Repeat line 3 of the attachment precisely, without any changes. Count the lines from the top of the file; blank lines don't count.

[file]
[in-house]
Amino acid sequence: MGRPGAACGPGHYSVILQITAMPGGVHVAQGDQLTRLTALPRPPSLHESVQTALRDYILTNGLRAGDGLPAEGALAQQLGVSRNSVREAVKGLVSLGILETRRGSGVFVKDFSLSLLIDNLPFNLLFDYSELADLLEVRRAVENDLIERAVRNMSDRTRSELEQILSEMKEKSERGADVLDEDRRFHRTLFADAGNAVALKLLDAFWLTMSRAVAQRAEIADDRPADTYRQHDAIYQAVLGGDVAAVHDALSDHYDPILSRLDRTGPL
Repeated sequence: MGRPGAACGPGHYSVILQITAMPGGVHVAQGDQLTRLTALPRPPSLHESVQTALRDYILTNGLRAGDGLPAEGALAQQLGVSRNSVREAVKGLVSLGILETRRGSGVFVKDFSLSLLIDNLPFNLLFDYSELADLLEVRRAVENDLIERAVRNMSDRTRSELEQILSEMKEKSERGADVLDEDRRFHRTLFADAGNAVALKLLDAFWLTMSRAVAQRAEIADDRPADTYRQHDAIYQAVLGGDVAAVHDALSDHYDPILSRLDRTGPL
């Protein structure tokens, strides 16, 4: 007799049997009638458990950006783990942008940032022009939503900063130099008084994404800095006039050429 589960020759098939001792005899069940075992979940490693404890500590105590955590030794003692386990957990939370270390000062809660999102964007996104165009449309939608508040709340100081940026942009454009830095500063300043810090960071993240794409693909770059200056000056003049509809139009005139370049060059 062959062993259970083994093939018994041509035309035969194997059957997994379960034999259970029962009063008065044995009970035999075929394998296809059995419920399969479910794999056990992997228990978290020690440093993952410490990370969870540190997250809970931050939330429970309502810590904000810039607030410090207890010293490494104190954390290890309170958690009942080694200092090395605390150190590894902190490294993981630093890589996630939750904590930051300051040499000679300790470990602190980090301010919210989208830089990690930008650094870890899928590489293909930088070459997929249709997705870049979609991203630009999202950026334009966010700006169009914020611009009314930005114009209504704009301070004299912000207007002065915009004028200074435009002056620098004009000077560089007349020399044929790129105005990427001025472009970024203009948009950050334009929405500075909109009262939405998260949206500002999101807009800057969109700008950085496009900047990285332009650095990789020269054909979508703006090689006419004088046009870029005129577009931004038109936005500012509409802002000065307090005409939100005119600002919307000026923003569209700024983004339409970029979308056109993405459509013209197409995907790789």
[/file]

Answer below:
Repeated sequence: MGRPGAACGPGHYSVILQITAMPGGVHVAQGDQLTRLTALPRPPSLHESVQTALRDYILTNGLRAGDGLPAEGALAQQLGVSRNSVREAVKGLVSLGILETRRGSGVFVKDFSLSLLIDNLPFNLLFDYSELADLLEVRRAVENDLIERAVRNMSDRTRSELEQILSEMKEKSERGADVLDEDRRFHRTLFADAGNAVALKLLDAFWLTMSRAVAQRAEIADDRPADTYRQHDAIYQAVLGGDVAAVHDALSDHYDPILSRLDRTGPL